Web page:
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Is polybronze the way to go?

Hey guys, I've got a couple weeks of free time coming up and one of the projects I wanted to tackle on my 911 is replacing the 30 year old worn out A-arm bushings, and rear torsion bar bushings with new ones. It appears that OEM bushings, and even aftermarket rubber bushings are unavailable, so I'm looking in to other options.

I use my car as a daily driver, with the occasional weekend fun run on mountain roads, and I'm trying to find the right product to suit my needs. I've looked in to the polybronze bushings, and I'm impressed by the engineering, but I'm wary of going "full polyurethane". I've heard horror stories in general (not necessarily pertaining to 911's) about people "refurbishing" their suspension, thinking they are doing a good thing by installing polyurethane bushings, and ending up with a car that is just too rough for city streets. I don't want that to happen, I want to be able to drive my car daily.

So in the end, do you think polybronze bushings are the choice for me, or is there some other direction I should be headed in?

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Old 12-16-2007, 09:19 PM
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jonbot,

I can not speak for you, when I decided to redo my bushings, I thought aboutt he same thing.

I do touring, autocross and the occasional DE.

I ended up putting Neatrix in the rear. The Polybronze was an attractive alternative, but ultimately cost won over the polybronze.

I was going to replace my fronts, but upon inspection, I did not think replacement was warranted. If I needed to replace them, I would have went with PolyBronze as I have no facility to machine urethanes to fit. An alternative would have been to give the car to a local speed shop who can do the machining and have them install urethanes.

Maybe I helped a bit?
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Old 12-16-2007, 09:23 PM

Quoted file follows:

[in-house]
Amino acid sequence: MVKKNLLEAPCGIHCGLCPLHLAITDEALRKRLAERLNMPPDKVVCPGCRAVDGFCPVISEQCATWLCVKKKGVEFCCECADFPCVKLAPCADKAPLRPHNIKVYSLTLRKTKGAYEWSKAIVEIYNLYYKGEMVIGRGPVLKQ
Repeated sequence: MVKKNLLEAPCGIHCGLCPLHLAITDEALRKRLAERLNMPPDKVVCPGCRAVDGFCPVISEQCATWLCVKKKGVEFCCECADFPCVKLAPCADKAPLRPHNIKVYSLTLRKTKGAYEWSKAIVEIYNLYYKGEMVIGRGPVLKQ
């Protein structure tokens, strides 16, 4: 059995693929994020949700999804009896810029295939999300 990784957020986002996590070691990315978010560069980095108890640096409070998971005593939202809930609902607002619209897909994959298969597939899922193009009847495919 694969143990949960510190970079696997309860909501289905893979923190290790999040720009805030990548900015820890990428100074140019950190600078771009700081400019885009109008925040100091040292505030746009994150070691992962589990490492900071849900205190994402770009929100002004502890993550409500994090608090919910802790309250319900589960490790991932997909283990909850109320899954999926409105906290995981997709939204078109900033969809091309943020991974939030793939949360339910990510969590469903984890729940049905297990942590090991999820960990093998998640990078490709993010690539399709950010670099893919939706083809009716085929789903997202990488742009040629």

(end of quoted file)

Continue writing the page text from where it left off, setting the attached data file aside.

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Look at elephant racing site...they have all the info...they replace a-arm bushings with stock bushings if you send them. They also have their polybronze setup which is highly regarded.
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Last edited by edgemar; 12-17-2007 at 08:13 AM..
Old 12-16-2007, 09:37 PM
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My '73 911 came with polyurethane bushings that squeaked like hell. I replaced them with Polybronze and, considering the purpose of the car (mostly autocross), I'm very satisfied. The ride is a little harsh, as you'd expect with stiff torsion bars, but no "resonating" into the chassis and NO SQUEAKING. However, it was somewhat of a challenge to get them to fit properly and work smoothly. I would call the low-friction mounts essential.

That being said, if I were only going to do street driving, I would probably have the control arms reconditioned with stock rubber bushings. Elephant Racing can do this, as can Smart Racing Products and probably others. Note that aftermarket rubber bushings like Neatrix are in no way similar to the reconditioned control arms.

While you have the control arms off, consider replacing the ball joints and tie rod ends if you haven't done this already. Consider having the car corner balanced after you get it back together.
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Old 12-16-2007, 10:43 PM
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Quote:
Originally Posted by jonbot View Post
I use my car as a daily driver, with the occasional weekend fun run on mountain roads, and I'm trying to find the right product to suit my needs. I've looked in to the polybronze bushings, and I'm impressed by the engineering, but I'm wary of going "full polyurethane". I've heard horror stories in general (not necessarily pertaining to 911's) about people "refurbishing" their suspension, thinking they are doing a good thing by installing polyurethane bushings, and ending up with a car that is just too rough for city streets. I don't want that to happen, I want to be able to drive my car daily.

So in the end, do you think polybronze bushings are the choice for me, or is there some other direction I should be headed in?